We can say women are not objects of desire nor lust.
We can say, today, that women are free.
Free to do. Free to dress. Free to decide.
They should not need protection.
Yet it is apparent that even today in the 21st century they still do.
As Jesus protected them in his comment about divorce. —
As men used the law to control and objectify women,
They also used their power to marry and get divorced.
Jesus bound men to the law to protect women.
To protect women from poverty and marginalization.
To protect, today, is equal pay for equal job.
Equal opportunities for equal competencies.
To protect, today,
May be to safeguard the rights and dignity
Of every human being
Who is used and ostracized by patriarchy.
Who feels the need to become invisible to survive. –
You see, to give directions is tricky.
It is a matter of power and control.
We decide how and where to lead.
If to the north or south through a straight line,
Or to the baseball park surpassing speed bumps. –
Jesus’ last advice today is about oaths.
To speak about oaths is to speak about contracts.
It is to speak about labor and societal agreements.
Let our word be “Yes, yes” or “No, no”.
The ones who can change their “yes to no” and their “no to yes”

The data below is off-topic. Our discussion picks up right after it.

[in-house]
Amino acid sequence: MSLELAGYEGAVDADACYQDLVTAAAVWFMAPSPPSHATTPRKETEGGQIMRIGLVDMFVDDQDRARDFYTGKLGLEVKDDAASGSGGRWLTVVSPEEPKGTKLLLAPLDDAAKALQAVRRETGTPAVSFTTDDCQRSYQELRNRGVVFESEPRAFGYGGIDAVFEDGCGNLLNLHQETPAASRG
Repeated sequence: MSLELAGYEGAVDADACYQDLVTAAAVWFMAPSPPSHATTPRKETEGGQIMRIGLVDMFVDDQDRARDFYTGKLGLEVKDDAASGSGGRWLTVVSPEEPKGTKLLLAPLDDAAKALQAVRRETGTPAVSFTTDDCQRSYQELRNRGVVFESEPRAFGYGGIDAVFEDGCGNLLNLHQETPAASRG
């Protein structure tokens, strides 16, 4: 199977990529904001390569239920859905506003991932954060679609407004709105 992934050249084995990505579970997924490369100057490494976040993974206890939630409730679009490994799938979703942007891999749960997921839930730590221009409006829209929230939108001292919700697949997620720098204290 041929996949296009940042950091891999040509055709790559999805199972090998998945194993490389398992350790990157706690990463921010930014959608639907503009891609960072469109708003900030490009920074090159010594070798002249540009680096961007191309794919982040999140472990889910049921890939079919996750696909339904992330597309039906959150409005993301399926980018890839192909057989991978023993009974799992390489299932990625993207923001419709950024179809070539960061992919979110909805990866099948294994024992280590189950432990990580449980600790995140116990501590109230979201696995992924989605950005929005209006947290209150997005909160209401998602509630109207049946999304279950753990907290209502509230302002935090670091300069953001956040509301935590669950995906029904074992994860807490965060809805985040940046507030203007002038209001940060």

Were the ones who owned the contracts.
The ones who can manipulate the system.
Jesus leveled the field.
Let’s commit our words to our actions.
Our language to inclusion.
Let’s not hide in small print or in propaganda.
Let’s not use our influences to take advantage of people,
Or to benefit our clan at all cost.
Let our word be “Yes, yes” or “No, no”.
Let our relationships be sustained by the truth. By what it is.
Let not decide our labor relationships, our societal mores,
Or our communal future,
Based on manipulation or the sanctification of alternative facts.
Let our relationships be grounded in honesty and character.
In integrity and hope.
Martin Luther King Jr. said it this way:
Man must evolve for all human conflict a method
which rejects revenge, aggression and retaliation.
The foundation of such a method is love.
And he said more:
I have decided to stick with love.
Hate is too great a burden to bear. –
Brothers and sisters,
Our hermeneutical vocation today,
It is the way we give directions.
It is not a matter of rigid literalisms,
But of hopeful challenge of an intensified ethics.
It is the cross, in the midst of all,
Providing a safe place for those who can’t.
It is to venture to new places
Smelling the mango trees at the side of the road.
The Beatitudes say it well:
Blessed are you when people insult you,
persecute you and falsely say all kinds of evil against you because of me.
Rejoice and be glad, because great is your reward in heaven,
for in the same way they persecuted the prophets who were before you.
Francisco Javier Goitía Padilla is an ordained minister of the ELCA rostered in the Caribbean Synod and has worked as pastor in Puerto Rico and Chicago. Currently he is the Director for Theological Formation for Seminaries and Schools of the ELCA. He worked as professor of systematic theology and homiletics at the Seminario Evangélico de Puerto Rico from 2005 to 2017.